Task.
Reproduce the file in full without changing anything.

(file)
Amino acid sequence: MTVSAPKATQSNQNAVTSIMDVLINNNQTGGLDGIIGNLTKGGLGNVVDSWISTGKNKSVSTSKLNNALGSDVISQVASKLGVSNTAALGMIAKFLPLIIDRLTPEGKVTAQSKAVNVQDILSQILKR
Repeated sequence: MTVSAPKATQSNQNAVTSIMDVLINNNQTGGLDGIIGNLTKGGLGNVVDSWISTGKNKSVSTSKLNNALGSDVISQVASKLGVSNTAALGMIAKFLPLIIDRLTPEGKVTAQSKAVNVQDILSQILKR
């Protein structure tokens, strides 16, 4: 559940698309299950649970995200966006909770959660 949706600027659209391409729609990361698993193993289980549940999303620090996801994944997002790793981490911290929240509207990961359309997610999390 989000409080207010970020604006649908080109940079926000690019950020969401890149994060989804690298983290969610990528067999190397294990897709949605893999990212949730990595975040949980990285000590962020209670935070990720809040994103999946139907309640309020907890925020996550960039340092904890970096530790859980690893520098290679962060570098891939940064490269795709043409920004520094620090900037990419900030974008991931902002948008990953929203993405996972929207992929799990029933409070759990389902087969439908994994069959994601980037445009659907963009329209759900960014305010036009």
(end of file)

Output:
Amino acid sequence: MTVSAPKATQSNQNAVTSIMDVLINNNQTGGLDGIIGNLTKGGLGNVVDSWISTGKNKSVSTSKLNNALGSDVISQVASKLGVSNTAALGMIAKFLPLIIDRLTPEGKVTAQSKAVNVQDILSQILKR
Repeated sequence: MTVSAPKATQSNQNAVTSIMDVLINNNQTGGLDGIIGNLTKGGLGNVVDSWISTGKNKSVSTSKLNNALGSDVISQVASKLGVSNTAALGMIAKFLPLIIDRLTPEGKVTAQSKAVNVQDILSQILKR
């Protein structure tokens, strides 16, 4: 559940698309299950649970995200966006909770959660 949706600027659209391409729609990361698993193993289980549940999303620090996801994944997002790793981490911290929240509207990961359309997610999390 989000409080207010970020604006649908080109940079926000690019950020969401890149994060989804690298983290969610990528067999190397294990897709949605893999990212949730990595975040949980990285000590962020209670935070990720809040994103999946139907309640309020907890925020996550960039340092904890970096530790859980690893520098290679962060570098891939940064490269795709043409920004520094620090900037990419900030974008991931902002948008990953929203993405996972929207992929799990029933409070759990389902087969439908994994069959994601980037445009659907963009329209759900960014305010036009």